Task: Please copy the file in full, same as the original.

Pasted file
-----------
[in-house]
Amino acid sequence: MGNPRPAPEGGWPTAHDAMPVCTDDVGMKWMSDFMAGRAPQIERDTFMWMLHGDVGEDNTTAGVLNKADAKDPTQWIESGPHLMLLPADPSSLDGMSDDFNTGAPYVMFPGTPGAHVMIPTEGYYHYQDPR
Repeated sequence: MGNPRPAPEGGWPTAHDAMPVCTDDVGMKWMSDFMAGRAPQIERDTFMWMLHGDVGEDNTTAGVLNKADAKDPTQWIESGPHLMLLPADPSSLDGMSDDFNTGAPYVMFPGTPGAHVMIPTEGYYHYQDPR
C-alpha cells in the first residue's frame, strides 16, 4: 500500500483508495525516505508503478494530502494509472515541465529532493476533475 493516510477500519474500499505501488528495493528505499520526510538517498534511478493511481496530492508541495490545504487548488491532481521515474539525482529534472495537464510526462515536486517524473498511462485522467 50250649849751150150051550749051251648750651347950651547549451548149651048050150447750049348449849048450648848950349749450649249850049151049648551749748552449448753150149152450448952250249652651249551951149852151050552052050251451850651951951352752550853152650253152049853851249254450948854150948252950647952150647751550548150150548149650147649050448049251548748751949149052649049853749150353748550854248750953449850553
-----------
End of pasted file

[in-house]
Amino acid sequence: MGNPRPAPEGGWPTAHDAMPVCTDDVGMKWMSDFMAGRAPQIERDTFMWMLHGDVGEDNTTAGVLNKADAKDPTQWIESGPHLMLLPADPSSLDGMSDDFNTGAPYVMFPGTPGAHVMIPTEGYYHYQDPR
Repeated sequence: MGNPRPAPEGGWPTAHDAMPVCTDDVGMKWMSDFMAGRAPQIERDTFMWMLHGDVGEDNTTAGVLNKADAKDPTQWIESGPHLMLLPADPSSLDGMSDDFNTGAPYVMFPGTPGAHVMIPTEGYYHYQDPR
C-alpha cells in the first residue's frame, strides 16, 4: 500500500483508495525516505508503478494530502494509472515541465529532493476533475 493516510477500519474500499505501488528495493528505499520526510538517498534511478493511481496530492508541495490545504487548488491532481521515474539525482529534472495537464510526462515536486517524473498511462485522467 50250649849751150150051550749051251648750651347950651547549451548149651048050150447750049348449849048450648848950349749450649249850049151049648551749748552449448753150149152450448952250249652651249551951149852151050552052050251451850651951951352752550853152650253152049853851249254450948854150948252950647952150647751550548150150548149650147649050448049251548748751949149052649049853749150353748550854248750953449850553